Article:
So my buddy Brian, who like me already has several book-length typescripts stuffed in a drawer somewhere, talked me into doing National Novel Writing Month this November.

The goal is to pound out fifty thousand words in thirty days while simultaneously forging virtual friends with a hundred thousand other over-ambitious wordsmiths.

Seeing that I commute a couple hours a day to my forty-hour-a-week job, it’s going to be tough to find the time and energy to string together even a handful of cogent paragraphs, let alone a best seller. But I’m willing to try.

First, I need an idea.

I ran a couple past a co-worker on the carpool home. He was earnest, and I appreciated his advice. Problem is that talking about a process as personal as creating fiction made me too self-conscious to do anything but resort to my usual facetiousness.

That said, having committed to this scheme I’ve got to start somewhere. So here’s what we tossed around.

Fantasy: I suggested quite unseriously that I craft an epic tale based on a Dungeons & Dragons character who is half-dwarf, half-giant. Yeah—the last time I tried that joke on a different officemate, she retorted: “Oh, you mean someone normal size.”

Romance: Not to miss a chance at dishing another groaner, I then mentioned the option of spinning one of those Amish love stories. The reply? “Might work if you threw in some vampires.”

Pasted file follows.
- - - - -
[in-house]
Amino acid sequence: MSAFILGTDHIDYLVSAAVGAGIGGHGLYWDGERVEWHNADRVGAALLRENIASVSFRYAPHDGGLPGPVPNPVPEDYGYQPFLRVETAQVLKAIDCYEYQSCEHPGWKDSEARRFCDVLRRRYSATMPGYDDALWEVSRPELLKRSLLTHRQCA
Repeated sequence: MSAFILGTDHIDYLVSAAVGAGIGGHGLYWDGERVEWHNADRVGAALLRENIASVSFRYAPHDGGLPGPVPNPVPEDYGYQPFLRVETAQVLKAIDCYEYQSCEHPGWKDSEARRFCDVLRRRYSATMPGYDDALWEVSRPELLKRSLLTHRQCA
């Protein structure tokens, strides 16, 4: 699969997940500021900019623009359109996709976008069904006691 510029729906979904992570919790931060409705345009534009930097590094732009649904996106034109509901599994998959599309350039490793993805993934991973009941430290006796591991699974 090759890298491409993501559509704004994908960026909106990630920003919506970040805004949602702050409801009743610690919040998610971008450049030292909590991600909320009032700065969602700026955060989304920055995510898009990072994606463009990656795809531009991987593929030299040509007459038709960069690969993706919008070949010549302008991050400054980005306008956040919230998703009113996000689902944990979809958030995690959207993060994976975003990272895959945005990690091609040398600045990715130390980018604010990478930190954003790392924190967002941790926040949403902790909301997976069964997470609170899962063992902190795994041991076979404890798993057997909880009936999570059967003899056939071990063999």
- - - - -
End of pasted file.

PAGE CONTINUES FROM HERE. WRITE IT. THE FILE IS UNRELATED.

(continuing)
Alternative history: I asked what he thought of stories that mix real events with mind-bending what-ifs. You know—the Napoleonic wars fought with dragons. My friend said it shouldn’t be too hard: just start with something dramatic and factual then carefully blend in the fantastic stuff. But I’m not convinced. I really can’t see George Washington going wand-to-wand with the Minister of Magic, or say, Martin Luther challenging the pope to a hip-hop dance-off.

Literature: We did get around to pondering how to present a thoughtful and respectful treatment of today’s most pressing issues. Just not for very long.

Bottom line: I do have a few plots in mind that have been collecting synaptic dust not quite as long as my typescripts have been crumpled in the back of the desk. But they probably deserve better than to be fodder for a literary experiment.

So if anyone has any spare story ideas they’re willing send my way, I’ll be happy to look them over. Just not a fierce tribe of teddy bears who help bring down an evil space empire. George Lucas already ruined that one.


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